And also, don't forget the most important secret option 'C' that people are more and more starting to forget: Your sister should get a bunch of copies of it, say Oh my gosh I am GORGEOUS and mail it to everyone she knows and just be flattered.

                  But Mom, Pentax IS rebellious
                  Pentax K-7, K20D
                  Pentax SMCP-FA 35mm f/2.0 AL -- Pentax SMC 50mm f/1.7 -- Pentax DA 50-200mm f/4-5.6 ED -- Sigma 28-70mm f/2.8 EX DG IF Aspherical -- Pentax DA 18-55mm f/3.5-5.6 WR

                  Comment


                  • #10
                    this is a very grey area and usually depends on the contract.

                    If you hired the person to take the pictures then the copyright usually belongs to you but this would be in the sense that you hired the photographer as an employee.

                    If you bought prints off the photographer then the copyright remains with him, like if you bought furniture off Ikea, they still hold the rights.

                    Now the grey bit, you enlisted the professional services of the photographer to specifically take pictures at a private event. I suppose unless there is a contract to state otherwise he still owns the copyright to the images. You could fight it on an invasion of privacy or on the fact you didn't give consent but as you effectively invited the photographer to the private event and posed for pictures this might prove sticky.

                    There may be other ways to persuade the photographer to pull the advertisement.
                    www.richs.me.uk

                    Comment


                    • #11
                      Originally posted by vandergus View Post
                      Actually the publisher of the advertisement is the person that is liable for any misuse of the photograph. The photographer is only liable if he published it himself.
                      As you readily admit this is a nuanced issue. In this case, if the photographer is the advertiser then he could be held liable for it's content, including the use of photos that don't include a model release. Most newspapers have contracts that require advertisers to stipulate they have the right to use all of the content in the ads. If someone says they have a right to use a photo in an ad, and they don't, the newspaper isn't going to be completely liable, if at all.

                      Also, a lawyer should know who is responsible, so if they followed my advice and hired an attorney, you can bet s/he would know who to name in the suit.
                      [ԯ] marcus
                      photoblog | Facebook | flickr | 5∞ px | G+

                      Comment


                      • #12
                        Originally posted by Mr Guy View Post
                        And also, don't forget the most important secret option 'C' that people are more and more starting to forget: Your sister should get a bunch of copies of it, say Oh my gosh I am GORGEOUS and mail it to everyone she knows and just be flattered.
                        Clearly, the OP's sis-in-law doesn't want her image used in ads and has tried to work with the photographer to have them removed. She's not likely to change her mind about their being used. Litigation is always a last resort, and sometimes just being able to send a cease and desist order on a lawyer's letterhead will be enough to get the result she wants.
                        [ԯ] marcus
                        photoblog | Facebook | flickr | 5∞ px | G+

                        Comment


                        • #13
                          Originally posted by dakwegmo View Post
                          Clearly, the OP's sis-in-law doesn't want her image used in ads and has tried to work with the photographer to have them removed. She's not likely to change her mind about their being used. Litigation is always a last resort, and sometimes just being able to send a cease and desist order on a lawyer's letterhead will be enough to get the result she wants.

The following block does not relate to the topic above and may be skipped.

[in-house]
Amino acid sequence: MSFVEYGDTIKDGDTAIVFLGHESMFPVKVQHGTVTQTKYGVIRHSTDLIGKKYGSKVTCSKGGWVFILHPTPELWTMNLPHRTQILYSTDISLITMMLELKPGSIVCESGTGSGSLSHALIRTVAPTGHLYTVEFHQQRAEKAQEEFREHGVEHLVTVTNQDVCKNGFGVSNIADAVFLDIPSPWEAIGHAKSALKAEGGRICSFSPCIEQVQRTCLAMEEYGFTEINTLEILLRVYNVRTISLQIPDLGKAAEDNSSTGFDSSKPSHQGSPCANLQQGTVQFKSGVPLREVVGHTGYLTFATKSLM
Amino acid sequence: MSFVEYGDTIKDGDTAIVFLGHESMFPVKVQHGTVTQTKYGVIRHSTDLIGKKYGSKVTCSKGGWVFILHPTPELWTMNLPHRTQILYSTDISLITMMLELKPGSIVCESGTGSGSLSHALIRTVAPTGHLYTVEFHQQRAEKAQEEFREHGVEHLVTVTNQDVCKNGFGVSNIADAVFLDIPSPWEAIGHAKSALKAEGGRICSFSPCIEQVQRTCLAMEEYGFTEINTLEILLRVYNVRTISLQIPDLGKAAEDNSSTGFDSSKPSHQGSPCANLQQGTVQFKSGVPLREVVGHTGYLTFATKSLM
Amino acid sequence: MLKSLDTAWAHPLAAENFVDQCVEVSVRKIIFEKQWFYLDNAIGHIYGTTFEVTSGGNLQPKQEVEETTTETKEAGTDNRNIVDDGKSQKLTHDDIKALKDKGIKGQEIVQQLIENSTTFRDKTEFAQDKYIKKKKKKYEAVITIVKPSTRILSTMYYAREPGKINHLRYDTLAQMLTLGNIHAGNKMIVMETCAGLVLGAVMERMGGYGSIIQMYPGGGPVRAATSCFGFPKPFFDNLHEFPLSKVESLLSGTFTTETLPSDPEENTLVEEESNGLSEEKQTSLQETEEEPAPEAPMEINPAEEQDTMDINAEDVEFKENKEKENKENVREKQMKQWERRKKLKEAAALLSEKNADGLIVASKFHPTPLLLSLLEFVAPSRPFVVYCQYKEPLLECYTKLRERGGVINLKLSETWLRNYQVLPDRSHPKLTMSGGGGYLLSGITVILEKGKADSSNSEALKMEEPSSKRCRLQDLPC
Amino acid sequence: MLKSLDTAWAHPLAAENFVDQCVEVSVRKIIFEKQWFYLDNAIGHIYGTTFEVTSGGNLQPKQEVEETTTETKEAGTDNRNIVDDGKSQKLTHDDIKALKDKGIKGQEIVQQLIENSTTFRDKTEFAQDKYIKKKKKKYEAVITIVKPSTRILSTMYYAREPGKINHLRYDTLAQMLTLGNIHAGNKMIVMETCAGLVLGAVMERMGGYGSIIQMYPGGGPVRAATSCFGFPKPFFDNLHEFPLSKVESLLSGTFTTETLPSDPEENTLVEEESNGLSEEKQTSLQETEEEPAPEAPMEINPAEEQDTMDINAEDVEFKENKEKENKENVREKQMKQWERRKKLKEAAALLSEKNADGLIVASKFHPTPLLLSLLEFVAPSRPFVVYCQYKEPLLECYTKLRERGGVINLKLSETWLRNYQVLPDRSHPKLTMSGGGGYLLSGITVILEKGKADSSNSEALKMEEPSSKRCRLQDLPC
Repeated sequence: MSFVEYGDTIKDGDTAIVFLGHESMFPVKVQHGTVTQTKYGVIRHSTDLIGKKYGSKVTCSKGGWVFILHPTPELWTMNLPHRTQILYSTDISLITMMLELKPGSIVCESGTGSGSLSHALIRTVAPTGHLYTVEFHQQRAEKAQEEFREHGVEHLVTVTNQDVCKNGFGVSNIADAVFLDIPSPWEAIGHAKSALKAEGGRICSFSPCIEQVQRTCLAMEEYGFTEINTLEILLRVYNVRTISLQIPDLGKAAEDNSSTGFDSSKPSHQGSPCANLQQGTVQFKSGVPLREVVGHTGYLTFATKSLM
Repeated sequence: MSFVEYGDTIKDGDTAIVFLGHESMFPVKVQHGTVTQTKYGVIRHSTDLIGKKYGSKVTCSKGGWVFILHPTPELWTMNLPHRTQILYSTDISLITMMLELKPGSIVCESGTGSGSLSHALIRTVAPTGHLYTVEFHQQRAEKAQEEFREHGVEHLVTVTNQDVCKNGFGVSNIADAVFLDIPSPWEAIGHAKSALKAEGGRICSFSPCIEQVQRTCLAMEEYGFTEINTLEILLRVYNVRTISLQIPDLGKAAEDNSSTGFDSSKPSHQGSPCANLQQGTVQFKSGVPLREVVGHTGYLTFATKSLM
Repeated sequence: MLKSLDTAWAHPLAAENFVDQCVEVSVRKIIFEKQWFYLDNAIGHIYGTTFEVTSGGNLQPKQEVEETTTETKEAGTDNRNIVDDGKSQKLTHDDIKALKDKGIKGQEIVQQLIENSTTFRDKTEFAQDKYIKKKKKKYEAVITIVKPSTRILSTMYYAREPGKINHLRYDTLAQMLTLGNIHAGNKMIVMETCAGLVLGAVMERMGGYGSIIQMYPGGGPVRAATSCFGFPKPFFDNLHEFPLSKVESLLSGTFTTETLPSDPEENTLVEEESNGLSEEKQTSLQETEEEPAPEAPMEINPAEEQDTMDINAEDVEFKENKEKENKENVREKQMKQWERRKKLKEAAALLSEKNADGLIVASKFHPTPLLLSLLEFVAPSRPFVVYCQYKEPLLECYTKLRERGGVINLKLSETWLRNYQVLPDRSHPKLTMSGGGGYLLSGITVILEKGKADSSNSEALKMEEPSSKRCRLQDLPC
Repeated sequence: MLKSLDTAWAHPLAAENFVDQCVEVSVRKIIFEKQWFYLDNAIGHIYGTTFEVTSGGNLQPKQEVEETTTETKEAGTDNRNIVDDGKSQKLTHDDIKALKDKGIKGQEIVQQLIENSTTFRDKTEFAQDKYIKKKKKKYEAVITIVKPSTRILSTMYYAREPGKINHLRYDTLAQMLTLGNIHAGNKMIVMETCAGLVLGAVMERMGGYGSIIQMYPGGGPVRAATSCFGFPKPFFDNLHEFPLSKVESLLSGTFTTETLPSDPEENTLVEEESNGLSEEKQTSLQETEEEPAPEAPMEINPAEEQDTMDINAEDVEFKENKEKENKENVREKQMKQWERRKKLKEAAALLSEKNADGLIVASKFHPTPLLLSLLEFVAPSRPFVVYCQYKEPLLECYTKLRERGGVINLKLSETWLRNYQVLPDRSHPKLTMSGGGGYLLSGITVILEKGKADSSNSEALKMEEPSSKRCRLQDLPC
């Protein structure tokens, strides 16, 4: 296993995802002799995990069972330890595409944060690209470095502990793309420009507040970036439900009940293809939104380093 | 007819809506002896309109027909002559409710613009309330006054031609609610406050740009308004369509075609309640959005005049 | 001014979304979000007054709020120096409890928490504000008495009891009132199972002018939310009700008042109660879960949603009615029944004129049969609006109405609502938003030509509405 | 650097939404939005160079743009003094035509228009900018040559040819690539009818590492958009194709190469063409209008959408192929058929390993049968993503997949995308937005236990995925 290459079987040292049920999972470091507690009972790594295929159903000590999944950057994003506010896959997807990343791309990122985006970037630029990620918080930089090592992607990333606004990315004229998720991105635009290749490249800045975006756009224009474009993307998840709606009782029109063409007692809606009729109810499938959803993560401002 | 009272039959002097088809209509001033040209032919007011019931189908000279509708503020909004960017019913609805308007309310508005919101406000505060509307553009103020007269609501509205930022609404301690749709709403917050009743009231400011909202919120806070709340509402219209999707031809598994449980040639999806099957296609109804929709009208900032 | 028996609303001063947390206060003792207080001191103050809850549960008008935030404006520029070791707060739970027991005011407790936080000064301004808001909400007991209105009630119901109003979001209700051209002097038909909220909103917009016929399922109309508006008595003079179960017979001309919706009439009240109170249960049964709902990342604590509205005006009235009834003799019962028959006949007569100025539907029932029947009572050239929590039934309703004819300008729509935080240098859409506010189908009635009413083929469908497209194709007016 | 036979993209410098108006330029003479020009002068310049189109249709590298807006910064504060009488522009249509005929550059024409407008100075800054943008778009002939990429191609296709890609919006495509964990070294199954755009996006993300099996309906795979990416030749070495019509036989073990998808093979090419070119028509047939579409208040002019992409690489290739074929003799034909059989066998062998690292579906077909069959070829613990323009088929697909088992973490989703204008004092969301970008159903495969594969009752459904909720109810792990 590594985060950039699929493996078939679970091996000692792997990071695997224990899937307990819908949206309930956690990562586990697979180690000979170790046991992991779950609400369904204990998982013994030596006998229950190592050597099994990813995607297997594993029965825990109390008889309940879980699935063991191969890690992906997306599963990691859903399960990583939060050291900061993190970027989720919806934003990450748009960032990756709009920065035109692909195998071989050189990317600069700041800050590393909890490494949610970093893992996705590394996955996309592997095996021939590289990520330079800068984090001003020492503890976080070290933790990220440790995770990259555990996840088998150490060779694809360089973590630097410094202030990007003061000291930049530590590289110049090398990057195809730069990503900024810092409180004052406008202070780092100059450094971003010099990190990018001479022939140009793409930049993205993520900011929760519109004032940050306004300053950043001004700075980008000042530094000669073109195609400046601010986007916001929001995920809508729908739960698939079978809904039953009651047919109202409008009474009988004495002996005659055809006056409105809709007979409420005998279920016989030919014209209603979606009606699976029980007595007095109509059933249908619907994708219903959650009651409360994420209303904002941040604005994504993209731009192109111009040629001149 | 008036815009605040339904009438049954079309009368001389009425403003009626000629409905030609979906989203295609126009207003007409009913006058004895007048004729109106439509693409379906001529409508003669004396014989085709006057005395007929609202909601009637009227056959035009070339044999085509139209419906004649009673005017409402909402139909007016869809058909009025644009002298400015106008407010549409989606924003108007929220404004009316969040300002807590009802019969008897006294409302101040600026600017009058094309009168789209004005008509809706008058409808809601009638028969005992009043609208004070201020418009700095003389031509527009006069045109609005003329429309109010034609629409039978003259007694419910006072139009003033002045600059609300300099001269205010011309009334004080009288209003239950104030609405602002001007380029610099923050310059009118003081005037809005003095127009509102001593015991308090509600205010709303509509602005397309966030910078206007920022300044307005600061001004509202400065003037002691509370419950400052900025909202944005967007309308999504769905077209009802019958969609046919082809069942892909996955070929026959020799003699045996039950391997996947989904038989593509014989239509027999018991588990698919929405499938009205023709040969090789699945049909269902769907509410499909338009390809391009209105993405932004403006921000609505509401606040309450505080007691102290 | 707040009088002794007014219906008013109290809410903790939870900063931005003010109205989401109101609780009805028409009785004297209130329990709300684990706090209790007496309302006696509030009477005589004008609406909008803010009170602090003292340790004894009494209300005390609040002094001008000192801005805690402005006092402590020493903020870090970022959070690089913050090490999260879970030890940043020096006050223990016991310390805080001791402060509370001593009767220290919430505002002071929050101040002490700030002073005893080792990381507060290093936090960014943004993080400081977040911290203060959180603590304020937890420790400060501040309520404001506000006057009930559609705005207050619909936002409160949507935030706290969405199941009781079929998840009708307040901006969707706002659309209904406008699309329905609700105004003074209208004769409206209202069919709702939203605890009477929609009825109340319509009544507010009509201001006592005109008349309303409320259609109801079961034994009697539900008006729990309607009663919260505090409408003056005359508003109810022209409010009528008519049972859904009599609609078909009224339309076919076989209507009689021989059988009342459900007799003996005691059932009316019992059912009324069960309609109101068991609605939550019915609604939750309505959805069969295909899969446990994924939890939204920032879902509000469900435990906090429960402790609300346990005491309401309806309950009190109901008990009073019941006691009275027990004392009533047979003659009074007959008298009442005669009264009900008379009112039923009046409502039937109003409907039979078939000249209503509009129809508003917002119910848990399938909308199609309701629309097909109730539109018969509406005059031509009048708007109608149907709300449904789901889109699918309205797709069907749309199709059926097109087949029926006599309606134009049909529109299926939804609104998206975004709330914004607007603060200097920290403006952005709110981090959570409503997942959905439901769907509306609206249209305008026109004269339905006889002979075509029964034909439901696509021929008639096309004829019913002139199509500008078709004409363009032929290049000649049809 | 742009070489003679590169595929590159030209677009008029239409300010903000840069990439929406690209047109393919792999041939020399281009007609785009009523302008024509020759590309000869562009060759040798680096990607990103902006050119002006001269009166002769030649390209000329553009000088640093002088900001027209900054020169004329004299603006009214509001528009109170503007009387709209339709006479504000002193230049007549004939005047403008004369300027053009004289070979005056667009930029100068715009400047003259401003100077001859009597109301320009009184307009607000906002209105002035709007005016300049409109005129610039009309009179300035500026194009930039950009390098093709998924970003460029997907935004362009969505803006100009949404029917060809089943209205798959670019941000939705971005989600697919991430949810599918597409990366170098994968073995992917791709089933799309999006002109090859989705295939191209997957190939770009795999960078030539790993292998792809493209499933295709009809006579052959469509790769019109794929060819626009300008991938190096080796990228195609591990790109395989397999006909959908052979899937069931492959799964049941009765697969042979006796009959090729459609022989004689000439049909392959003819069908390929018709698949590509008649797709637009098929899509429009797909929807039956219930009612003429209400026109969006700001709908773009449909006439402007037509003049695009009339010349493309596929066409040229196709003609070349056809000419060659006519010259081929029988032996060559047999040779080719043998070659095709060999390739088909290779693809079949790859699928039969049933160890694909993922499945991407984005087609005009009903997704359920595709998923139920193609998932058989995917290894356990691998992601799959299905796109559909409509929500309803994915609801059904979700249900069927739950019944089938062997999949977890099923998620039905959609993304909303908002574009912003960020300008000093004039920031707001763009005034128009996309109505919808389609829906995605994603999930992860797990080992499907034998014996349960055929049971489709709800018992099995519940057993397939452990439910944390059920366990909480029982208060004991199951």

I wouldn't say clearly. I could easily be wrong, but that's why I threw it out as a possibly preferred action before lawyering up. Based on the previous post and this one, I read it as the SIL hoping there would be some financial incentive and then she was miffed because the photographer went ahead without offering any or waiting to see how she felt about it. There's every possibility if the photographer hasn't gone ahead without waiting for her say so, she'd have flattered not upset by it. That's why I suggested that the best course of action might be to take it as a compliment and avoid the hassle of a legal struggle that's unlikely to be ended without lots of time and effort, and likely hurt feelings on both sides.

                          But Mom, Pentax IS rebellious
                          Pentax K-7, K20D
                          Pentax SMCP-FA 35mm f/2.0 AL -- Pentax SMC 50mm f/1.7 -- Pentax DA 50-200mm f/4-5.6 ED -- Sigma 28-70mm f/2.8 EX DG IF Aspherical -- Pentax DA 18-55mm f/3.5-5.6 WR

                          Comment


                          • #14
                            You may be right that she might have been flattered if he'd used it without approaching her about it. However, based on the two posts by Gigi1. The photographer approached her about it, then used it anyway without getting her approval, and she's asked him to take it down. Her motive behind asking him to take it down really doesn't matter at this point. The fact that she asked him to take it down makes it pretty clear, to me anyway, that she doesn't want him using it.

                            Also, he is hoping to gain materially by using this image of her. It's not unreasonable to expect to have to pay for the privilege of using the photo in an ad. He likely wouldn't have shot the wedding in exchange for high praise about the quality of his work.

                            @Gigi1 something I've been assuming, but don't see stated anywhere, is your sister-in-law the bride who hired the photographer?
                            [ԯ] marcus
                            photoblog | Facebook | flickr | 5∞ px | G+

                            Comment


                            • #15
                              I'm certainly not saying he handled it well, I'm just saying the best course of action at this point is for her to realize that her legal position is awkward at best making it unlikely to have any real benefit to her to pursue it.

                              But Mom, Pentax IS rebellious
                              Pentax K-7, K20D
                              Pentax SMCP-FA 35mm f/2.0 AL -- Pentax SMC 50mm f/1.7 -- Pentax DA 50-200mm f/4-5.6 ED -- Sigma 28-70mm f/2.8 EX DG IF Aspherical -- Pentax DA 18-55mm f/3.5-5.6 WR

                              Comment

                              Working...
                              X